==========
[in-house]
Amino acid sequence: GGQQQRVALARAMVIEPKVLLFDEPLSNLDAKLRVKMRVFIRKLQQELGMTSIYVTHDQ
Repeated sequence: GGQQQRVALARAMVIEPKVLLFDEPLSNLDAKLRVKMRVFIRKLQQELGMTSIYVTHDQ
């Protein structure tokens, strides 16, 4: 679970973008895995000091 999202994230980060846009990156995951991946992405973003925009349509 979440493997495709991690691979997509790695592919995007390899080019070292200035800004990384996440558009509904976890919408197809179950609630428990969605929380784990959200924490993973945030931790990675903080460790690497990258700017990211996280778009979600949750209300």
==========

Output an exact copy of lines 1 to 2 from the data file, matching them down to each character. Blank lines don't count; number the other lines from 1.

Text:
[in-house]
Amino acid sequence: GGQQQRVALARAMVIEPKVLLFDEPLSNLDAKLRVKMRVFIRKLQQELGMTSIYVTHDQ